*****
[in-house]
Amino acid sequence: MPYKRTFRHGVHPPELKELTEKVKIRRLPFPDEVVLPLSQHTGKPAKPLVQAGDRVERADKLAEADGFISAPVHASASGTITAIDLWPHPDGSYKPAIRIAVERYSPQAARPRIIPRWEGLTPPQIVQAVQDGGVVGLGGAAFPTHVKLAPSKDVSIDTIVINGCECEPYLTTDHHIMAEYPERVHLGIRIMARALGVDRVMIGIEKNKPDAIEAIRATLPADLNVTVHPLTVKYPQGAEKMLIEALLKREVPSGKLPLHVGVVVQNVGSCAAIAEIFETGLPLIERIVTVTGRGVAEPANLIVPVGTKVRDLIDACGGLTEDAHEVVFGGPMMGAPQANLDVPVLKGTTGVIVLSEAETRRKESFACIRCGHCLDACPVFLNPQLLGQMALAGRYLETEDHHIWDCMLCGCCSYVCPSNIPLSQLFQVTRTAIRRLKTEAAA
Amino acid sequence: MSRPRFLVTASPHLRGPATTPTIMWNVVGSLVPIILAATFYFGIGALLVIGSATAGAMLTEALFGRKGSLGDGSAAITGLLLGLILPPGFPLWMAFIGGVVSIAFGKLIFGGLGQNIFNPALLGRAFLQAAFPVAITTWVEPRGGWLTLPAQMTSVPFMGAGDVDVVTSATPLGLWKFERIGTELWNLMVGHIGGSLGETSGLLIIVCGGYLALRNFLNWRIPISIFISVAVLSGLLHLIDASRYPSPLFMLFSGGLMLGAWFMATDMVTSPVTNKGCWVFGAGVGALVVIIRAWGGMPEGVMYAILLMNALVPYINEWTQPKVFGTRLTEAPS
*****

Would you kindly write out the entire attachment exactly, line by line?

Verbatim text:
[in-house]
Amino acid sequence: MPYKRTFRHGVHPPELKELTEKVKIRRLPFPDEVVLPLSQHTGKPAKPLVQAGDRVERADKLAEADGFISAPVHASASGTITAIDLWPHPDGSYKPAIRIAVERYSPQAARPRIIPRWEGLTPPQIVQAVQDGGVVGLGGAAFPTHVKLAPSKDVSIDTIVINGCECEPYLTTDHHIMAEYPERVHLGIRIMARALGVDRVMIGIEKNKPDAIEAIRATLPADLNVTVHPLTVKYPQGAEKMLIEALLKREVPSGKLPLHVGVVVQNVGSCAAIAEIFETGLPLIERIVTVTGRGVAEPANLIVPVGTKVRDLIDACGGLTEDAHEVVFGGPMMGAPQANLDVPVLKGTTGVIVLSEAETRRKESFACIRCGHCLDACPVFLNPQLLGQMALAGRYLETEDHHIWDCMLCGCCSYVCPSNIPLSQLFQVTRTAIRRLKTEAAA
Amino acid sequence: MSRPRFLVTASPHLRGPATTPTIMWNVVGSLVPIILAATFYFGIGALLVIGSATAGAMLTEALFGRKGSLGDGSAAITGLLLGLILPPGFPLWMAFIGGVVSIAFGKLIFGGLGQNIFNPALLGRAFLQAAFPVAITTWVEPRGGWLTLPAQMTSVPFMGAGDVDVVTSATPLGLWKFERIGTELWNLMVGHIGGSLGETSGLLIIVCGGYLALRNFLNWRIPISIFISVAVLSGLLHLIDASRYPSPLFMLFSGGLMLGAWFMATDMVTSPVTNKGCWVFGAGVGALVVIIRAWGGMPEGVMYAILLMNALVPYINEWTQPKVFGTRLTEAPS